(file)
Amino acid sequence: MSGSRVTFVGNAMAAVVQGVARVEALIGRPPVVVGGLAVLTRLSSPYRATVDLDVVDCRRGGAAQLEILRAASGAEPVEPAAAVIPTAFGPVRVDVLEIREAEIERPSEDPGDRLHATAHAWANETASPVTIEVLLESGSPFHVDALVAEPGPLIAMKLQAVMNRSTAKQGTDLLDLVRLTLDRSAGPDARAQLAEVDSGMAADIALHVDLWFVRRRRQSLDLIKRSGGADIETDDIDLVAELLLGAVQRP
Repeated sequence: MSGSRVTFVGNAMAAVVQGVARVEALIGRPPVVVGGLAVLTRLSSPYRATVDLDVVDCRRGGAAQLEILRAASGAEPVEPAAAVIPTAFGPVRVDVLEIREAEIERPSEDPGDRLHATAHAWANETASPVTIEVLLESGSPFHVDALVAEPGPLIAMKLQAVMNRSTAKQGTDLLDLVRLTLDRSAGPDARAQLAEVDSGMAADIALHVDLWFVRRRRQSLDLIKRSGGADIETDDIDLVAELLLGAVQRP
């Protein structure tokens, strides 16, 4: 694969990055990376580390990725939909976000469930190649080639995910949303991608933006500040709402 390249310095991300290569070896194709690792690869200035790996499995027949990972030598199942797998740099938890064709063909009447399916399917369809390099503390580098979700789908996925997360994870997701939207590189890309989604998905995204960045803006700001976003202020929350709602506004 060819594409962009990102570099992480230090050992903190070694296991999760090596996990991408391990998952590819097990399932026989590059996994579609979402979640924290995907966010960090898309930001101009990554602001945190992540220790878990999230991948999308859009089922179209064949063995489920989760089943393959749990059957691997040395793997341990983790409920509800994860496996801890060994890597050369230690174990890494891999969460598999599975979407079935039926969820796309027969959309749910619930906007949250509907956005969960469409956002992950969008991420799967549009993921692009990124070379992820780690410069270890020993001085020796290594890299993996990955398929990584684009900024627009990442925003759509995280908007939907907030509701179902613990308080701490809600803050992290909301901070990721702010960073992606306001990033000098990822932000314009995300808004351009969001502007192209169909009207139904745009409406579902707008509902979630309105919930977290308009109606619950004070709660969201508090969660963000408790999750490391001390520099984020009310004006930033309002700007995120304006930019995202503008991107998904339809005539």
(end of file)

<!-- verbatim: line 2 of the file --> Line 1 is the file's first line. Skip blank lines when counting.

Repeated sequence: MSGSRVTFVGNAMAAVVQGVARVEALIGRPPVVVGGLAVLTRLSSPYRATVDLDVVDCRRGGAAQLEILRAASGAEPVEPAAAVIPTAFGPVRVDVLEIREAEIERPSEDPGDRLHATAHAWANETASPVTIEVLLESGSPFHVDALVAEPGPLIAMKLQAVMNRSTAKQGTDLLDLVRLTLDRSAGPDARAQLAEVDSGMAADIALHVDLWFVRRRRQSLDLIKRSGGADIETDDIDLVAELLLGAVQRP